From creepy parades to traditional trick-or-treating, there’s plenty to keep the little ones happy this spooky season
1. Pumpkin patch
Halloween isn't just about the fear factor, and a visit to a pumpkin patch swaps scares for scarecrows, with plenty of opportunity for a wholesome photo-op.
On the scenic grounds of Castletaylor Estate in Ardrahan, Galway Pumpkin Patch is a fun day out for the whole family, open for four weekends starting October 8.
At Wexford's Ballycross Apple Farm, visitors can traipse through the Witches Village on their way to choose the perfect pumpkin. Tickets start at €7.50 and children under two go free. Booking is essential ballycross.com
2. Carve and roast
Once you’ve chosen the perfect pumpkin and brought it home, the designing can begin.
Whether you’re opting to carve spooky faces into the pumpkin itself, or you’re playing it safe and using paint or marker to design the outside, make sure you don’t toss the innards.
Pumpkin seeds make for a great snack when roasted, which takes just 15 minutes in the oven (200C/180C fan/gas 6) with just a little bit of olive oil and whatever seasoning you fancy.
3. Tayto Park
If you're seeking something scarier than crisp-flavoured Cadbury's, head to Tayto Park for thrills that even the younger members of your group can enjoy. The theme park is running a series of events throughout October, with Tayto After Dark allowing visitors to ride their favourite attractions at night.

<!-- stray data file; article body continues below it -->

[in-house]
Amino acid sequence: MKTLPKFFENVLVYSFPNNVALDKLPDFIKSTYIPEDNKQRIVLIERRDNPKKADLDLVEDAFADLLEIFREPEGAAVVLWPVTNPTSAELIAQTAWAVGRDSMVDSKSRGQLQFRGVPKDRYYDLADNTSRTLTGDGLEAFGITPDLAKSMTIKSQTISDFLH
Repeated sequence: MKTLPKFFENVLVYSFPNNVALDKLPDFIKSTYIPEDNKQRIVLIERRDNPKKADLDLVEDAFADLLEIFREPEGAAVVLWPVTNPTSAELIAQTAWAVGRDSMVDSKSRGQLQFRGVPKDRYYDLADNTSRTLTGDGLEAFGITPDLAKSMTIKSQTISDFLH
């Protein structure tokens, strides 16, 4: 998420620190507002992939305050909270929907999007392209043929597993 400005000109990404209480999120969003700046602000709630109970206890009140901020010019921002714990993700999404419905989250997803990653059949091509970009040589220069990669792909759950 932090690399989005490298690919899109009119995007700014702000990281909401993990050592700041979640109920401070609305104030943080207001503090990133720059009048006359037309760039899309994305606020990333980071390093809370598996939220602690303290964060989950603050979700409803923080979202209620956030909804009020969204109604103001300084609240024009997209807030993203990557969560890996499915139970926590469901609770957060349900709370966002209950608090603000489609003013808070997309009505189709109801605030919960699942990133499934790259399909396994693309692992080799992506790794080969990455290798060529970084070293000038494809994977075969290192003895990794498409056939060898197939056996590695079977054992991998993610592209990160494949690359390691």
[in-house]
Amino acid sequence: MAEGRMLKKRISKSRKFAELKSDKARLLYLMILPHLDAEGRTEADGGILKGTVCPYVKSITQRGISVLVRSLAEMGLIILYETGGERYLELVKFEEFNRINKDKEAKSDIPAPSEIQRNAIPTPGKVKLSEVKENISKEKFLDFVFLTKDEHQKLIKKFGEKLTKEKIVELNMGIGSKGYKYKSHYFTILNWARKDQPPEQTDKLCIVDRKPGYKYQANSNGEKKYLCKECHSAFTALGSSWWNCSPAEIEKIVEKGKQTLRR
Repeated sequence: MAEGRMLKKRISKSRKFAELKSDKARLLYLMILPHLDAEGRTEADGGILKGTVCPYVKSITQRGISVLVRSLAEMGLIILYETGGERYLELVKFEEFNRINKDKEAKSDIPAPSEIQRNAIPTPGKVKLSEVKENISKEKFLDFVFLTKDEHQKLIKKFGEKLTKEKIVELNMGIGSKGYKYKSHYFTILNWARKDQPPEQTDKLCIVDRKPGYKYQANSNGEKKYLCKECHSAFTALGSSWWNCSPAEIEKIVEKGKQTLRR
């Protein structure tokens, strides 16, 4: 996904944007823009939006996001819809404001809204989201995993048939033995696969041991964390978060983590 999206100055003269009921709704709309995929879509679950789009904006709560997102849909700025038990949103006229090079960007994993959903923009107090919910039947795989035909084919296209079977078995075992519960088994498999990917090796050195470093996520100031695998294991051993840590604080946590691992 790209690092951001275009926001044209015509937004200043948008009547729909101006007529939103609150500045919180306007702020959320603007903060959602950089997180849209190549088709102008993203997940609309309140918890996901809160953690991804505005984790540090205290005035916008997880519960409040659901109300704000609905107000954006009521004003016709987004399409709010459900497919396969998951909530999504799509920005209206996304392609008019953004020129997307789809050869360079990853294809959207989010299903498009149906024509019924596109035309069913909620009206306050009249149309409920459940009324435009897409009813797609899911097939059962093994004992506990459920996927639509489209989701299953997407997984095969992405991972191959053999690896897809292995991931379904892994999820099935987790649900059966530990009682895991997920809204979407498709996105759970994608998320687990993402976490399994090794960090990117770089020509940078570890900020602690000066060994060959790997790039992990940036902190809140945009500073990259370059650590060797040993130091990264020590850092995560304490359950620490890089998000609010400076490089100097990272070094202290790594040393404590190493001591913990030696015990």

It’s worth noting that this is a ‘no scare’ event, so if you're looking for creepy clowns, ghosts, and zombies (oh my!), you won’t find them here. Tickets start at €16.
The Tricky Trail, however, is included in all ticket prices, and makes for an unforgettable day out for all ages. The treasure hunt is a spooky, interactive adventure through the park, with lots of surprises to be found. The trail is open on October 22, 23, 29 – November 2. taytopark.ie/events
4. Hit the hay
In Cork, Leahy's Farm plays host to the Boo!! Experience, which encourages costumes from young and old alike.
Take a trip on a haunted hayride, help a wizened witch prepare a potion, and shake off the cobwebs with a visit to the farm, which is included in the ticket price (starting at €5). For an extra €5, you can pick and carve a creepy pumpkin to take home.
5. Movie magic
These days the scariest part of any film is the price you pay to bring a family to the cinema, so skip the queues and the cost with the Retro drive-in cinema in Leopardstown.
From October 21, you can catch cult classics like Gremlins, Hocus Pocus, Ghostbustersand even the first two Harry Potter films. Entry starts at €35 for a five-seater car. retrodrivein.ie
6. Galway Aboo
The Galway Aboo Halloween Festival takes place on Saturday and Sunday of the October bank holiday weekend, transforming the city and surrounding areas into a Halloweentown scene.
While the Macnas parade has sadly been cancelled, there are still plenty of frights to be found from spooky orienteering in Wildlands (ticket holders have free admission, €5 otherwise) to the treasure hunt in Brigit’s garden. See galwaytourism.ie/event/galway-aboo-halloween-festival/ for more.